May 14th, 2021

Montgomery County Enacts New Standard in Harassment Cases

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Author: Darla J. McClure

Maryland State House

The U.S. Equal Employment Opportunity Commission (EEOC) had previously issued guidelines, which applied to all employers, stating that employers “should provide [harassment prevention] training to its employees to ensure they understand their rights and responsibilities.” Montgomery County employers, now more than ever, should heed this advice and educate their supervisors and managers as to what constitutes harassment as “harassment” in Montgomery County is now defined more broadly than under state or Federal law.

Previously, in order for workplace harassment to be actionable, it needed to be “severe or pervasive.”  Generally, this meant that isolated incidents or casual comments were not enough to sustain a hostile work environment claim.  Now, however, Montgomery County has adopted the “reasonable victim” standard in place of the “severe or pervasive” standard.  Under the new law, workplace harassment is actionable if “a reasonable person would consider the conduct to be more than a petty slight, trivial inconvenience, or minor annoyance.”

Specifically, the newly expanded Montgomery County discrimination law broadly defines “harassment” to include verbal, written or physical conduct, even if the conduct does not meet the “severe or pervasive” standard applicable under prior County law, as long as the conduct is:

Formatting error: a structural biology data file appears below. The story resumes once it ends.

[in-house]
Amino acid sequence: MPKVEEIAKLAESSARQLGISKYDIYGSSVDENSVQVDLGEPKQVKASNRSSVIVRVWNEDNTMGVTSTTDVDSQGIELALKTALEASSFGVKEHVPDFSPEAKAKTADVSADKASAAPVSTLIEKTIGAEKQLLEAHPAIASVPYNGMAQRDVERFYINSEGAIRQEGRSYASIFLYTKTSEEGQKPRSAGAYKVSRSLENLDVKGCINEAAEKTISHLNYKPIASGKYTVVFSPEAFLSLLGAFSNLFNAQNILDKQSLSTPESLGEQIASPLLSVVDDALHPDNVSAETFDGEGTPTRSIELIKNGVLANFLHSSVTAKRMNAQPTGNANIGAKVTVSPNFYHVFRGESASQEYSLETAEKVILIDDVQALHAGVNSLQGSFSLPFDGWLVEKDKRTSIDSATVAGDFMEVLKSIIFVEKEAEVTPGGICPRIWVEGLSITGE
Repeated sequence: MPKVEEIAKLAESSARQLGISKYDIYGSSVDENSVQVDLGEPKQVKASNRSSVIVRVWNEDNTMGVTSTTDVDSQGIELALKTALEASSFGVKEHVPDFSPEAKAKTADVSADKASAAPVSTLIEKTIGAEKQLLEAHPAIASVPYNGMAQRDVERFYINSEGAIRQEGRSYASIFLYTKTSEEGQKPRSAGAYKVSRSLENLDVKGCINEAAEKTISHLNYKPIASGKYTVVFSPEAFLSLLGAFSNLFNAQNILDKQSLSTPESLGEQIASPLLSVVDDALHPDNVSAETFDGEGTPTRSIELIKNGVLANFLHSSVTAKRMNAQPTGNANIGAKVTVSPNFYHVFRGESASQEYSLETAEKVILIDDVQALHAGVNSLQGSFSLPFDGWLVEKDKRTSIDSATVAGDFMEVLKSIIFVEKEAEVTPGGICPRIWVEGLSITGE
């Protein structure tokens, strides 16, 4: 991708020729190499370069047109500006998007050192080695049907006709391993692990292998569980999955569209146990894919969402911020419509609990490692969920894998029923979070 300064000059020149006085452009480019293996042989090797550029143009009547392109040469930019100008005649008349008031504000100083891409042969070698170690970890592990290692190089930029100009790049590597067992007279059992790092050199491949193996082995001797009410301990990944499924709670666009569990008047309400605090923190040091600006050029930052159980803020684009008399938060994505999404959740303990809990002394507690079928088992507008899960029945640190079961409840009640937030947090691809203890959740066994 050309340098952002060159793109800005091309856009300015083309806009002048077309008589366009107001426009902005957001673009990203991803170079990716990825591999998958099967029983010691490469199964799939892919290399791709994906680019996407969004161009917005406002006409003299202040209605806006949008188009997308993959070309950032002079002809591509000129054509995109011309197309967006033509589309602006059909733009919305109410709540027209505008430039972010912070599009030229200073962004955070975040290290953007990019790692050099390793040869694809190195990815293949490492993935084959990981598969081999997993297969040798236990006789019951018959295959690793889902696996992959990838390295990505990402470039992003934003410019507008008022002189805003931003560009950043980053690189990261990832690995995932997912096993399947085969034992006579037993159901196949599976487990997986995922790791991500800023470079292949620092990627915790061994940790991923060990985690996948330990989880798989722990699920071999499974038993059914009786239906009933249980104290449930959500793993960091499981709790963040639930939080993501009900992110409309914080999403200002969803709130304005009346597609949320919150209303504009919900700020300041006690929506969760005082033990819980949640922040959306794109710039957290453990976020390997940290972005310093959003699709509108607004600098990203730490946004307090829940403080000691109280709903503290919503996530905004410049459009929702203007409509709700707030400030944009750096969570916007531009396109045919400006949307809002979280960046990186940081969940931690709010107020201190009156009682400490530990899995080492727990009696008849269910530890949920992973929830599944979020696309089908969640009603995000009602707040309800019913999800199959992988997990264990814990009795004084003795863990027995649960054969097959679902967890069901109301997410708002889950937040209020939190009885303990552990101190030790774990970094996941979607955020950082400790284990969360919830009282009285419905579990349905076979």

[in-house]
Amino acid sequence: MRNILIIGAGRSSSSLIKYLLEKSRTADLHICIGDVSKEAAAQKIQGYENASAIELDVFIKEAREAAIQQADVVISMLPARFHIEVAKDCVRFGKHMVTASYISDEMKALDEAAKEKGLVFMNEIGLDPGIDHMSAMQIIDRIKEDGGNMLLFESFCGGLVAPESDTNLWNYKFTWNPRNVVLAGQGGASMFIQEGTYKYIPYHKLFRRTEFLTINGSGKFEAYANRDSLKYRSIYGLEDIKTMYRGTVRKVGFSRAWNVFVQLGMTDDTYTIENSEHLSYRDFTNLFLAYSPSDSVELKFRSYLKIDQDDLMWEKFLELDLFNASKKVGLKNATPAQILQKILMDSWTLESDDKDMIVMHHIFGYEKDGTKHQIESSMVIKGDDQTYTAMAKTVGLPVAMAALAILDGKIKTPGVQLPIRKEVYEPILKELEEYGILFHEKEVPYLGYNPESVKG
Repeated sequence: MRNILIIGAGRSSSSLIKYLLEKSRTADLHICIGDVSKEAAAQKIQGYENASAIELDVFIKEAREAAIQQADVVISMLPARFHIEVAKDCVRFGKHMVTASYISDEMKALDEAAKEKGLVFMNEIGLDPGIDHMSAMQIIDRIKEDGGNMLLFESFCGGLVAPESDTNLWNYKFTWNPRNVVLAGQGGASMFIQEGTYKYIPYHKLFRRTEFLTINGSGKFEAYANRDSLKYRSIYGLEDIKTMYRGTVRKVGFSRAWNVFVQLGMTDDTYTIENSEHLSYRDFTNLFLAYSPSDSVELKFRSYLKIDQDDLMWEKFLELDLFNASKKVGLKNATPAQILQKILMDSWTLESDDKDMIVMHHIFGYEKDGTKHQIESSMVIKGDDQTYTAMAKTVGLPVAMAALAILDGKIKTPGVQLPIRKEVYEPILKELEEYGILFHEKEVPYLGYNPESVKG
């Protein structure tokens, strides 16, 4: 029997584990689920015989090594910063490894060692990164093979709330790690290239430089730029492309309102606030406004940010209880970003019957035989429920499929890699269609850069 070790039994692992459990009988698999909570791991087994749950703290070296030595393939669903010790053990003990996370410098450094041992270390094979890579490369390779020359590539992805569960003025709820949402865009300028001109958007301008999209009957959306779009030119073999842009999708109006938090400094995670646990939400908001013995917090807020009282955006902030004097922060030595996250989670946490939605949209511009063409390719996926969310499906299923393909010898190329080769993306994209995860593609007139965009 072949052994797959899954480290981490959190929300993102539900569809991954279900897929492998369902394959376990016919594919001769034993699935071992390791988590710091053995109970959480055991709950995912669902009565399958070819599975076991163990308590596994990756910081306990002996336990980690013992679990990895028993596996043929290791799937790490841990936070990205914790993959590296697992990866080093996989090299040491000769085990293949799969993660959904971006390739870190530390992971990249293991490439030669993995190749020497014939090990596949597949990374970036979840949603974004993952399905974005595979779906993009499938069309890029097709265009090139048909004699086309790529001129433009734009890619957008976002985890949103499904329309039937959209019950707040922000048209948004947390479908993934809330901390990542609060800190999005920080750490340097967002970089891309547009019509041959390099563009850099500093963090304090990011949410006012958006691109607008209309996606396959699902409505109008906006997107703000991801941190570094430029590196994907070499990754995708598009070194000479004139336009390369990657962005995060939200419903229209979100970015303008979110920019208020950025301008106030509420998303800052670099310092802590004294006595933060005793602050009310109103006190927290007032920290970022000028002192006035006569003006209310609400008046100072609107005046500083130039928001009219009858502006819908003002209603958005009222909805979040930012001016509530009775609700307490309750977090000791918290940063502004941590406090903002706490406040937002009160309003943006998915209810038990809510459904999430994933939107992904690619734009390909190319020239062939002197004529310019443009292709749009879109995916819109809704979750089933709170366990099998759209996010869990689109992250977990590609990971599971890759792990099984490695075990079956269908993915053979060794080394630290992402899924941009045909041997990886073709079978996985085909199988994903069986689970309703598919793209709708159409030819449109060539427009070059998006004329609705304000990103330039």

1. Based on a protected characteristic;
  2. One of the following applies: (1) Submission to the conduct is made a term or condition of employment, (2) Submission to or rejection of the conduct is the basis for employment decisions, or (3) the conduct unreasonably interferes with the individual’s work performance or creates a work environment that is perceived by the individual to be abusive or hostile; and
  3. A reasonable victim of discrimination would consider the conduct to be more than a petty slight, trivial inconvenience, or minor annoyance.

This new standard is significant because it lowers the bar for employees who want to bring a hostile work environment claim.   Montgomery County employers covered by this new law should review their harassment policies and consider harassment training to ensure compliance with the new standard.